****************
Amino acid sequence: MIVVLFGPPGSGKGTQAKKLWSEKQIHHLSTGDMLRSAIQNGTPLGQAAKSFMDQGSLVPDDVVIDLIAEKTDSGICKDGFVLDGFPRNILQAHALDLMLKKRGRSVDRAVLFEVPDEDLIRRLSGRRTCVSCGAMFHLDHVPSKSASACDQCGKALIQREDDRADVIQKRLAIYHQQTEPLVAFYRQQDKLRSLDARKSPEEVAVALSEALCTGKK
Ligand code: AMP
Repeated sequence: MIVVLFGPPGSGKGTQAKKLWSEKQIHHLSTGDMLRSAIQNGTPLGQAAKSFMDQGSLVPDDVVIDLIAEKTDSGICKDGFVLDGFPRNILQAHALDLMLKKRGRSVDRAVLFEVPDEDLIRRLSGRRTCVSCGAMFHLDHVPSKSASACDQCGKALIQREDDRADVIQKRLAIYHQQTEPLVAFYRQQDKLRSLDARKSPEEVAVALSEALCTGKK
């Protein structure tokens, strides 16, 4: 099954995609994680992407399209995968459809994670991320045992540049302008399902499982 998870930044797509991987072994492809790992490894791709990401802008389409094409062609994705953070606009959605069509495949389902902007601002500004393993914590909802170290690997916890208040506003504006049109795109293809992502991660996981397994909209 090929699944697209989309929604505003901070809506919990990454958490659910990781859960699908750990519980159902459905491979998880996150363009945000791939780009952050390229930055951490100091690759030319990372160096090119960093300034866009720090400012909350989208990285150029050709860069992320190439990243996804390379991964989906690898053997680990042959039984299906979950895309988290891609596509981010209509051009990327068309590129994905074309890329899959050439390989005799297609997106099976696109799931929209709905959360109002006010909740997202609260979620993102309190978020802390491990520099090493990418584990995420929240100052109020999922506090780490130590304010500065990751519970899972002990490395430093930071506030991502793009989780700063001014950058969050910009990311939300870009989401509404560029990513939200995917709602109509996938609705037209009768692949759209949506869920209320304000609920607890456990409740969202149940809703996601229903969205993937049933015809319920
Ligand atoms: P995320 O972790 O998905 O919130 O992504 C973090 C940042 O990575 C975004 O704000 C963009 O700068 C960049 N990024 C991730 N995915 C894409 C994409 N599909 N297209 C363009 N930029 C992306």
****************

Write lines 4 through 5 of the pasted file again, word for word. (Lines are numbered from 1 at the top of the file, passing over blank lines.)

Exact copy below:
């Protein structure tokens, strides 16, 4: 099954995609994680992407399209995968459809994670991320045992540049302008399902499982 998870930044797509991987072994492809790992490894791709990401802008389409094409062609994705953070606009959605069509495949389902902007601002500004393993914590909802170290690997916890208040506003504006049109795109293809992502991660996981397994909209 090929699944697209989309929604505003901070809506919990990454958490659910990781859960699908750990519980159902459905491979998880996150363009945000791939780009952050390229930055951490100091690759030319990372160096090119960093300034866009720090400012909350989208990285150029050709860069992320190439990243996804390379991964989906690898053997680990042959039984299906979950895309988290891609596509981010209509051009990327068309590129994905074309890329899959050439390989005799297609997106099976696109799931929209709905959360109002006010909740997202609260979620993102309190978020802390491990520099090493990418584990995420929240100052109020999922506090780490130590304010500065990751519970899972002990490395430093930071506030991502793009989780700063001014950058969050910009990311939300870009989401509404560029990513939200995917709602109509996938609705037209009768692949759209949506869920209320304000609920607890456990409740969202149940809703996601229903969205993937049933015809319920
Ligand atoms: P995320 O972790 O998905 O919130 O992504 C973090 C940042 O990575 C975004 O704000 C963009 O700068 C960049 N990024 C991730 N995915 C894409 C994409 N599909 N297209 C363009 N930029 C992306």